Molly Ivins

Texas Pride


wo extraordinary Texas women, one by birth and one by conviction, are making headlines in higher education these days. Ruth Simmons, from the Fifth Ward of Houston, former president of Smith, the women’s college in Massachusetts, is now president of Brown University in Rhode Island, the first black woman ever to head an Ivy League school.

It feels so odd to write one of those sentences again–“the first black woman ever to…” I used to write them all the time, mostly about Barbara Jordan. She is now the first and only black woman in the Texas State Cemetery. There’s a special connection between Jordan and Simmons, and it has a great deal to do with why and how minority women move up. When Ruth Simmons was a girl, every day as she walked to Phyllis Wheatley High School, she passed Barbara Jordan’s house. And every day she said to herself, “If Barbara Jordan can make it out of here, so can I.” As was also true in Jordan’s case, a supportive family made most of the difference. Simmons was born the 12th child of sharecroppers in Grapeland; the family moved to Houston where her mother worked as a cleaning woman.

“Role model” is one of those trite, annoying bits of psychobabble–I always thought “heroes” was a better word. But if you ever get to watch minority kids whose classes have been dragged in to see the Legislature you will notice the same thing every time. The kids are in the gallery looking down at this incomprehensible ant heap of white guys, talking about some incomprehensible subject, and the only interesting thing that happens is sometimes the white guy standing in front of everyone else whacks this hammer down and makes a big noise. As the kids watch a little longer, you will notice them suddenly glom onto a few figures down below. The black and Hispanic girls hone in on the black and Hispanic women; it’s like watching a cat focus on a bird–total attention. At the same time, the boys are focusing on the black and Hispanic men. If a black or Hispanic legislator takes the podium, they nudge each other and ask, “Who’s that? What’s she doing up there?” You can almost see the light bulb going on: “This is something I could do.”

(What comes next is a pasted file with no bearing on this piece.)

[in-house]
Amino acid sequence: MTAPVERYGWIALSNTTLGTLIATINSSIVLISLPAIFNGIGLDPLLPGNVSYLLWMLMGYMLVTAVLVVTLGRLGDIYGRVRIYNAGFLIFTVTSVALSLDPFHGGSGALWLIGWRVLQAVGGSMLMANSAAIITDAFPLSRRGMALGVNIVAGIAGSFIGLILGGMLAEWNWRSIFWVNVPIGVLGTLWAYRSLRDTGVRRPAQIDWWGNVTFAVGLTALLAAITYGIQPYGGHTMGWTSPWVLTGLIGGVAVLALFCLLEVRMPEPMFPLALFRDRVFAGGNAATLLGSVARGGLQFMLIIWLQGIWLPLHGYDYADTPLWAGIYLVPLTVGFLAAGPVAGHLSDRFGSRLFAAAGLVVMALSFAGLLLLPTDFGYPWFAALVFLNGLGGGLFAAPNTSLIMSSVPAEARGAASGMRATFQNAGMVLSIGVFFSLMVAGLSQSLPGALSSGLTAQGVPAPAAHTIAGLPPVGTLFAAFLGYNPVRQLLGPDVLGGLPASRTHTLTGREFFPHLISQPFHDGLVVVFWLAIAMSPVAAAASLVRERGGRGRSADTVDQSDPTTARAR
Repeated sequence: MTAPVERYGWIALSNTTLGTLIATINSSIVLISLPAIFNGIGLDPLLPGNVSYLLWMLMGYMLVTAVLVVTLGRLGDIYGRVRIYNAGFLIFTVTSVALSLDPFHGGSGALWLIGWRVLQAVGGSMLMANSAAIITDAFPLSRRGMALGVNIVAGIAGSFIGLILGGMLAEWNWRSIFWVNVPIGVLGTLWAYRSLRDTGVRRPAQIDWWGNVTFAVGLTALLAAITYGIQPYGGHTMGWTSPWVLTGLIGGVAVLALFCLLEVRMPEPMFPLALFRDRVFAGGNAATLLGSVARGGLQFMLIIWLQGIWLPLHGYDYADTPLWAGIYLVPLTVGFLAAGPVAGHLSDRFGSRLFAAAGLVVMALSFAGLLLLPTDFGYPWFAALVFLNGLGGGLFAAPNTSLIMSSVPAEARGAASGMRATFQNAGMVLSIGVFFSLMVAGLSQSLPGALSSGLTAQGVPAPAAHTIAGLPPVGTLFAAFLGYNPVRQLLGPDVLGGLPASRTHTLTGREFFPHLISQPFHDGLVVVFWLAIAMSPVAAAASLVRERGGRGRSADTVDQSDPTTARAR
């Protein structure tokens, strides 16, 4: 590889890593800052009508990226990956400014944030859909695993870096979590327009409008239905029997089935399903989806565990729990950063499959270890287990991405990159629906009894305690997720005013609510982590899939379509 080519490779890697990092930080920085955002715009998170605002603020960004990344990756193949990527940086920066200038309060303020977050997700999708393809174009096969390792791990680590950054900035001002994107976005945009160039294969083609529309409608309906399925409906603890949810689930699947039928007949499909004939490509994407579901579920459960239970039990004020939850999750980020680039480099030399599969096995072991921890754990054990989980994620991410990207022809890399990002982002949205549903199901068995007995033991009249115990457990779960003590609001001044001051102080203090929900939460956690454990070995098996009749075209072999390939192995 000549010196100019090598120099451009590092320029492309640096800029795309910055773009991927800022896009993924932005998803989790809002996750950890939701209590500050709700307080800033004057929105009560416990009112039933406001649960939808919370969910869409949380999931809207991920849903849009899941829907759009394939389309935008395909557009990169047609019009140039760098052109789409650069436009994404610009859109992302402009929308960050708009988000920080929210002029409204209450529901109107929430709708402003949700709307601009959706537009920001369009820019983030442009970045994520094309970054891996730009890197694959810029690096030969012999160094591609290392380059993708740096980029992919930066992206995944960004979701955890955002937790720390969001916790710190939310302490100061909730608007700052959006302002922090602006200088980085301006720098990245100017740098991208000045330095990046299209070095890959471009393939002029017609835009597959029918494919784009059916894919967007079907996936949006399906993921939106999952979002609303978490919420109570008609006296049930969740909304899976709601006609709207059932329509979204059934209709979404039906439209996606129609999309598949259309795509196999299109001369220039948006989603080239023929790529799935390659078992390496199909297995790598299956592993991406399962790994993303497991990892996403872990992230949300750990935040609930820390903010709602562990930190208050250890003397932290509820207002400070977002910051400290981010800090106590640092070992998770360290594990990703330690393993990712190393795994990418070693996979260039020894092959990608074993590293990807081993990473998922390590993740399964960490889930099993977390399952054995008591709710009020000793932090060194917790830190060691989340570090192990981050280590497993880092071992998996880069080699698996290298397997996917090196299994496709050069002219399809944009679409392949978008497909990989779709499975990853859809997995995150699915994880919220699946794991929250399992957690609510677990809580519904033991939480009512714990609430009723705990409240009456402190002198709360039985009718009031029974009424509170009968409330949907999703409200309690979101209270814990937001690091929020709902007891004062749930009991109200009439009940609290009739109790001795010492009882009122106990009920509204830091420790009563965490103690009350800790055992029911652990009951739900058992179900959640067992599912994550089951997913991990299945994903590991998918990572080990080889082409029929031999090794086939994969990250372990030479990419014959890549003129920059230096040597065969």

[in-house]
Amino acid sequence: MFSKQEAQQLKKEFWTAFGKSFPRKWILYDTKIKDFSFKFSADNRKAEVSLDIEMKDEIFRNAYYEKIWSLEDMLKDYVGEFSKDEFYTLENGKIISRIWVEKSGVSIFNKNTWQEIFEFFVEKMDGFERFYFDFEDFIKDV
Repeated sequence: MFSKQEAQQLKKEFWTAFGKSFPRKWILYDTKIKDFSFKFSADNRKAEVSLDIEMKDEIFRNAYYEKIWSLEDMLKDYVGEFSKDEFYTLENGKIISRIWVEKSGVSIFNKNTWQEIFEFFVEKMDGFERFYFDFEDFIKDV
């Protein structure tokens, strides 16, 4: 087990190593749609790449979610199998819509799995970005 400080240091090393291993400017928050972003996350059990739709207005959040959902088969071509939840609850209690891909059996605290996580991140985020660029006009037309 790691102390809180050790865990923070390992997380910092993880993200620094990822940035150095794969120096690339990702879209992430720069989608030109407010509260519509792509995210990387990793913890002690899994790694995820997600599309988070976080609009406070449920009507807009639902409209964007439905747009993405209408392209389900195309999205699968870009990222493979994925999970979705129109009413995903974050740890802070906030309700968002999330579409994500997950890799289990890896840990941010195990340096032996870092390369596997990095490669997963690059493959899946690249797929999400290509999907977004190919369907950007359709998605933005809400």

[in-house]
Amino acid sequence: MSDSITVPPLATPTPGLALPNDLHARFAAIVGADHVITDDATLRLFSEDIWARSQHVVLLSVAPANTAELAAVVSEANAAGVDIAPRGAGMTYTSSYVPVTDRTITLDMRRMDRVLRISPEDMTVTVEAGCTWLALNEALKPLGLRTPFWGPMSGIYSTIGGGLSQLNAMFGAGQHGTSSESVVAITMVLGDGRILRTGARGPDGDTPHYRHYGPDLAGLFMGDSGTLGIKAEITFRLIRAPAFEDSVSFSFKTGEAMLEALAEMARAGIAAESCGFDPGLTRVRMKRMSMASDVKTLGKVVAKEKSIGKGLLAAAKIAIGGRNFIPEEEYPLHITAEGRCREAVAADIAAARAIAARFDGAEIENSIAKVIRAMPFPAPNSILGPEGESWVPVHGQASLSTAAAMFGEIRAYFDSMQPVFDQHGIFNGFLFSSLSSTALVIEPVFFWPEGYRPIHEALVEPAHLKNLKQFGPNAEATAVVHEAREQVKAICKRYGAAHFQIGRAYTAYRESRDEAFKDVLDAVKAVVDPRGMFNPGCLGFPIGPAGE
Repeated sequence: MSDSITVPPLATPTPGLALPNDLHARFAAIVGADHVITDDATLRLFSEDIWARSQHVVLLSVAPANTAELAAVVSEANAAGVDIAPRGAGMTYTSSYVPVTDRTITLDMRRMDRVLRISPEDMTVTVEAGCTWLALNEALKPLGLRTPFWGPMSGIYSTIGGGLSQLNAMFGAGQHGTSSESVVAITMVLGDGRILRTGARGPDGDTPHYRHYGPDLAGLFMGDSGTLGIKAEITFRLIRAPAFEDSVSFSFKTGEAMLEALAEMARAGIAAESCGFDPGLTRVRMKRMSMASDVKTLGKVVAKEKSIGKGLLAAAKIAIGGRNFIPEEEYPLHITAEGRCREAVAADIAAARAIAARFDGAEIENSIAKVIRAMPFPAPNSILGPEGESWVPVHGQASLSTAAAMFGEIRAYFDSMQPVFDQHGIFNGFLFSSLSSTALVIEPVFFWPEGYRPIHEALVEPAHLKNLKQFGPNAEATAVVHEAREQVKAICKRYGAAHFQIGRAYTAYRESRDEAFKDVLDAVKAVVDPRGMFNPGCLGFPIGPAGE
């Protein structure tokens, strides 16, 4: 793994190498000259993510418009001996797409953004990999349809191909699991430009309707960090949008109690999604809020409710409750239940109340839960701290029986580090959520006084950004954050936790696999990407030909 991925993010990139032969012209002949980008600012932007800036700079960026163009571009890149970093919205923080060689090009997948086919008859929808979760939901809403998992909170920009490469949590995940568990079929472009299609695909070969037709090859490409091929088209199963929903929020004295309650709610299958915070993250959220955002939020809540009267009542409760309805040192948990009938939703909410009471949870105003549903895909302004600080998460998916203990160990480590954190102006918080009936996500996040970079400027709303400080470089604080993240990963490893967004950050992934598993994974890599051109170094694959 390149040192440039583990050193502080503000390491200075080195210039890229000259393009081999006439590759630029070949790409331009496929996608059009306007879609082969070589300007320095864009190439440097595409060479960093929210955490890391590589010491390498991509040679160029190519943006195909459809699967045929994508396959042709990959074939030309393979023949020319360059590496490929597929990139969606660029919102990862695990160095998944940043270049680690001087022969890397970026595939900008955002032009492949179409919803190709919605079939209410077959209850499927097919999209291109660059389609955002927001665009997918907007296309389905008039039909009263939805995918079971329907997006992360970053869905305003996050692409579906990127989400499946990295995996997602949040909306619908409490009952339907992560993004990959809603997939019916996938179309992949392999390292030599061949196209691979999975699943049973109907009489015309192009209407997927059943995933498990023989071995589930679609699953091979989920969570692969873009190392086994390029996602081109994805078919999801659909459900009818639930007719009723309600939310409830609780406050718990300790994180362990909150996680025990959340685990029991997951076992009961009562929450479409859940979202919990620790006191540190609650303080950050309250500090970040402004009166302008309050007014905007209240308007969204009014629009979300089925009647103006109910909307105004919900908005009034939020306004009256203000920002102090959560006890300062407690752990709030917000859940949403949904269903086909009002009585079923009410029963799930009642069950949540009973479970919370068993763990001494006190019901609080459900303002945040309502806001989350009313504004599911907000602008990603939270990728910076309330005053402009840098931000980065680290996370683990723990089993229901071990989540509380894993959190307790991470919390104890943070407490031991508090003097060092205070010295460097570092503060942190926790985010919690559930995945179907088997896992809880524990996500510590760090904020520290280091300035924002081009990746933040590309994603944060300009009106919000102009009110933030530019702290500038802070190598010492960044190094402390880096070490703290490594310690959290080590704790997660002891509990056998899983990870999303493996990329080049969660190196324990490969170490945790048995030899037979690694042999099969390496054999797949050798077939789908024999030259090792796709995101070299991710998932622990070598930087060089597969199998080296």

Jordan, of necessity, created a towering dignity, a wall of gravitas that kept her from being dismissed because of her race and/or sex. As though to prove that it is easier for those who come after, Ruth Simmons is a woman of extraordinary charm. She laughs easily, is well-informed and interested in almost everything, and simply and genuinely likes all kinds of people. Because her family is still in Texas, she’s usually up on the latest news from home but listens to new stories about our doings with the fascinated air of someone hearing about a tribe of Iks.

Like all black Americans, Ruth Simmons has known and still deals with racial prejudice. And it is no more attractive in the civilized precincts of academe than it is anywhere else. But in contrast to Jordan, she is much less guarded, more apt to take people as they come without expecting prejudice, and always ready to laugh. When she appeared at the end of a faculty procession at Smith earlier this year, the students went berserk with enthusiasm and almost cheered the roof off. When was the last time you saw students going loopy with joy over a college administrator?

Cha Guzman, who has been executive vice-president at Austin Community College, is the new president of Palo Alto College in the Alamo Community College district. Upon hearing herself compared to Ruth Simmons, she promptly cracked up, then noted dryly that president of Palo Alto is not quite president of Brown by the standards of The Journal of Higher Education. Guzman is Cuban-American, born in Havana, but has been in Texas all her adult life. She is married to Gilberto Ocañas, a Tejano businessman and active Democrat (also a member of the Observer’s board.) Ocañas comes from a large family, and so Guzman is intimately familiar with Tejano culture.

Guzman and Simmons are in fact remarkably alike, starting with a bedrock of real ability. The vogue term for it is “exceptional people skills,” but I think it’s just plain old charm. Ready laughter, interest, enthusiasm, energy and tremendous empathy. One of Cha Guzman’s favorite things in life is talking to young Hispanic women: She travels all over the country to do so and can tell the most extraordinary stories about, for example, talking to teenage Latinas in L.A. and how they react to seeing and hearing a Hispanic woman with a successful career in academia. “Role model” is a pathetically inadequate translation of what this means to young people.

When I heard recently of Geraldine Ferraro’s battle with cancer, I was suddenly jerked back to that summer in San Francisco in 1984 when she became the first woman ever nominated for vice-president. I was a 40-year-old newspaper reporter of rather outstanding cynicism, if I do say so myself. Furthermore, I thought it was a bad pick politically: She didn’t have the credentials, and the First Woman must always have more credentials, so it was obvious her greatest draw was being female. That night, I stood in the back of the Cow Palace, notebook in hand, taking down every word she said, with tears running down my face for 35 minutes because one of us was finally up there.

Go, girls, go.

Molly Ivins is a nationally syndicated columnist. Her book with Louis Dubose, Shrub: The Short But Happy Political Life of George W. Bush, is out in paperback.

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